But tell me, my brothers, of what is the child capable that even the lion is not? Why must the preying lion still become a child?
The child is innocence and forgetting, a new beginning, a game, a wheel rolling out of itself, a first movement, a sacred yes-saying. (TSZ 17)
There is a creative power inside of this transformation, and the lion unlocks a creative part of the movement. The child is that power of creation, a kind of agitated stillness and state of activity and responsiveness. The child is improvisation, is the dancer playing around.
We found with the camel that weight is related to the internal and external impulses and forces by means of which we can be upright. If we just let the impulses go on, then we realize that being at a complete rest is impossible, that there is always a little dance in our body. When that feeling increases and we let ourselves heighten our kinesthetic awareness, when we realize that affirmative opposition to gravity, we become lions. We realize that we do not need to change the nature of our movement to become lions, just becoming active and affirmative. Then, shifting our attention to our bones and freeing ourselves of the fear of falling, engaging the affirmative state of lion, and heightening still further our kinesthetic awareness into all possible directions we could move, we reach a sense of creation through movement. When we enjoy this creative power and we abandon ourselves to the game of improvisation, we become children. We become dancing philosophers.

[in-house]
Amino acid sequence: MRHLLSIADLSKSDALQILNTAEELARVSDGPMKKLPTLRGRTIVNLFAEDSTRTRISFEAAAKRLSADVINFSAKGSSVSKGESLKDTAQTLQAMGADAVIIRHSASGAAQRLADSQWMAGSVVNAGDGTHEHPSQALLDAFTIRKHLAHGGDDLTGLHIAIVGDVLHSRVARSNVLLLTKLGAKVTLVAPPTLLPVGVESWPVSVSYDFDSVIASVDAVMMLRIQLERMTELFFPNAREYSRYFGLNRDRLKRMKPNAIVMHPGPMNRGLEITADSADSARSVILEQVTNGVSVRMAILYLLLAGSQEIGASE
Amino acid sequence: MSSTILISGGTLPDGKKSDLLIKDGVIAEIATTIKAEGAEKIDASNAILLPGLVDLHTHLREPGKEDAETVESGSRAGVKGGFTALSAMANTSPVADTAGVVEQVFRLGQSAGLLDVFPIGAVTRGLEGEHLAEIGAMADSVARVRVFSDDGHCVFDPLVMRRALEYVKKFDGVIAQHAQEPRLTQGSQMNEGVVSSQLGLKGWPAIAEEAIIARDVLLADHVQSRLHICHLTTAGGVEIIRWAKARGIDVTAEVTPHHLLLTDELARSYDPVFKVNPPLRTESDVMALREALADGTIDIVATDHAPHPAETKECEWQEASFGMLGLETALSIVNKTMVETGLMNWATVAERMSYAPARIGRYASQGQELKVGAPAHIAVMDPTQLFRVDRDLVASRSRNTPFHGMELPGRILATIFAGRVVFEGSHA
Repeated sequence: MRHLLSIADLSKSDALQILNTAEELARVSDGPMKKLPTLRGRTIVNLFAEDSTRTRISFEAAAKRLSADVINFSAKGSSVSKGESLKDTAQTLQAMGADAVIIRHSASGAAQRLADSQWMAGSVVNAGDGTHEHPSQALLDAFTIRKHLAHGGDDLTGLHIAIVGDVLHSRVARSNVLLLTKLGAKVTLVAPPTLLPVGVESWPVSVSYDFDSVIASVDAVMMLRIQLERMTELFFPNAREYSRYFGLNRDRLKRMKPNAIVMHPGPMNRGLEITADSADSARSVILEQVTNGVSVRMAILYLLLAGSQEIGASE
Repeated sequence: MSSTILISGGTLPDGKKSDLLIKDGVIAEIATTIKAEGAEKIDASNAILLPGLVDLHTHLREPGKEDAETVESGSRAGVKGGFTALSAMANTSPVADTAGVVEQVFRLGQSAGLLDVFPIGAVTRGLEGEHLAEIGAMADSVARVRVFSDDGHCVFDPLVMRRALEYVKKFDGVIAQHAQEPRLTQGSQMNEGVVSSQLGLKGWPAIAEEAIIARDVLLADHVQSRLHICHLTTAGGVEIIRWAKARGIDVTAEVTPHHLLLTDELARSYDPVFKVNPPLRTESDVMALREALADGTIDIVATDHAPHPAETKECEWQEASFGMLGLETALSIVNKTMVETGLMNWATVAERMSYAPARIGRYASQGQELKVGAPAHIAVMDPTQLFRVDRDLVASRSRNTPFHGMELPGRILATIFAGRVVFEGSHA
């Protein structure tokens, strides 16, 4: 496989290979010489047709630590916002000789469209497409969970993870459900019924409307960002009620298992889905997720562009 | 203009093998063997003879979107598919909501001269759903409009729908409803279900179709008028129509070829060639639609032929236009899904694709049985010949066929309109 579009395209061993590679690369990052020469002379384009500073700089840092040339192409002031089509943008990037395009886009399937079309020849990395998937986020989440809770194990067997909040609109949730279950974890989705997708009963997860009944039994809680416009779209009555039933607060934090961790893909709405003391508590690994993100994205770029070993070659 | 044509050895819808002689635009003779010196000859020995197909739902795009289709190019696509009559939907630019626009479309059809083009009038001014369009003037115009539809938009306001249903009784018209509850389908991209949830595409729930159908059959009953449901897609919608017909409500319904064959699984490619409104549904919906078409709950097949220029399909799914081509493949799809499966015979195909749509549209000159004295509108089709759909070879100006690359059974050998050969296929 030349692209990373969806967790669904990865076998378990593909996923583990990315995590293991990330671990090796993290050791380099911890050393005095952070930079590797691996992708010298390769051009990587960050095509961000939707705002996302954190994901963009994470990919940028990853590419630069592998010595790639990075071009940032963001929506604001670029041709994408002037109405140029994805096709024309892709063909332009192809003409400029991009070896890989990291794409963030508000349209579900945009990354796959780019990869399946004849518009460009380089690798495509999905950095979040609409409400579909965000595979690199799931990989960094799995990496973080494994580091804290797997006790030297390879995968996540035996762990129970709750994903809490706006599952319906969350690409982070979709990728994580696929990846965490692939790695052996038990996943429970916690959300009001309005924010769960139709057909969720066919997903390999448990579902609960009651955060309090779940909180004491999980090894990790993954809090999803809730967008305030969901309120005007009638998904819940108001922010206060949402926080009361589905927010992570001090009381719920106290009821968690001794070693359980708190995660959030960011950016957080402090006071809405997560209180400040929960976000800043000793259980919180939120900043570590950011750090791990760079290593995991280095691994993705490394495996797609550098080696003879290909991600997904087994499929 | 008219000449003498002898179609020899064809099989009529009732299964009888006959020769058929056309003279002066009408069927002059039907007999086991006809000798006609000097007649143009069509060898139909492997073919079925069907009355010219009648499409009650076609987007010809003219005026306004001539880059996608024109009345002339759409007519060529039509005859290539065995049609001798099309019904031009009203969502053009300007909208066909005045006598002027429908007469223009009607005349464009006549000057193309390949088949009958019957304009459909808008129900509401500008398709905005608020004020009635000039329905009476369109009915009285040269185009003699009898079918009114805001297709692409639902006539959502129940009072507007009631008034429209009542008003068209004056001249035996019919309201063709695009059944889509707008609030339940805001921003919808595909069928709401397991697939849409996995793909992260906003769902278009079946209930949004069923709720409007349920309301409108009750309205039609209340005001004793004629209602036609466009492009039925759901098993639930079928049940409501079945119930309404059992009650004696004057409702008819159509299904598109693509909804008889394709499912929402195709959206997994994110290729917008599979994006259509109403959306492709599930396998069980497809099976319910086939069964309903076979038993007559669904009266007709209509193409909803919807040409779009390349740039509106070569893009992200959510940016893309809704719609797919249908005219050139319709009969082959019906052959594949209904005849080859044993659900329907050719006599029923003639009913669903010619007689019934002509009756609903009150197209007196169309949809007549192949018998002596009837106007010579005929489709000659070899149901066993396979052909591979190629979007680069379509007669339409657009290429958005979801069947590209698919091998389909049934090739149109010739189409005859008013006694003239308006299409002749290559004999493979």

Bardet, M. (2010). Pensar con mover. Un encuentro entre filosofía y danza. Buenos Aires: Cactus.
Leigh Foster, S. (2003). Taken by surprise. Improvisation in Dance and Mind. In Cooper & A. Albright (Eds.), Taken by surprise. A dance improvisation reader (pp. 3–13). Middletown: Wesleyan University Press.
Manning, E. (2009). Relationscaptes. Movement, Art, Philosophy. Cambridge, Mass.: MIT Press.
Nietzsche, F. (2006). Thus spoke Zarathustra. (A. Del Caro, Trans.). Cambridge: Cambridge University Press.
Sheets-Johnstone, M. (2011). The primacy of movement. Philadelphia: John Benjamins Publishing.
Paxton (2003) Drafting Interior Techniques. In Cooper & A. Albright (Eds.), Taken by surprise. A dance improvisation reader (pp. 175-185). Middletown: Wesleyan University Press.
Led by Arno Böhler, the PEEK-Projekt „Artist Philosophers. Philosophy AS Arts-Based-Research“ [AR275-G21] is funded by the Austrian Science Fund (FWF) as part of the programme for artistic development and investigation (PEEK). Research location: University of Applied Arts Vienna. Brought about in national and international cooperation with: Jens Badura (HdK Zürich), Laura Cull (University of Surrey), Susanne Valerie Granzer (Universität für Musik und darstellende Kunst Wien/Max Reinhardt Seminar), Walter Heun (Tanzquartier Wien), Alice Lagaay (Zeppelin Universität Friedrichshafen). Postdoc: Elisabeth Schäfer (University of Applied Arts Vienna). The lecture series was produced in collaboration with: Institut für Philosophie Universität Wien, University of Applied Arts Vienna [Arno Böhler] and Institut für Theater- Film- und Medienwissenschaft der Universität Wien [Krassimira Kruschkova].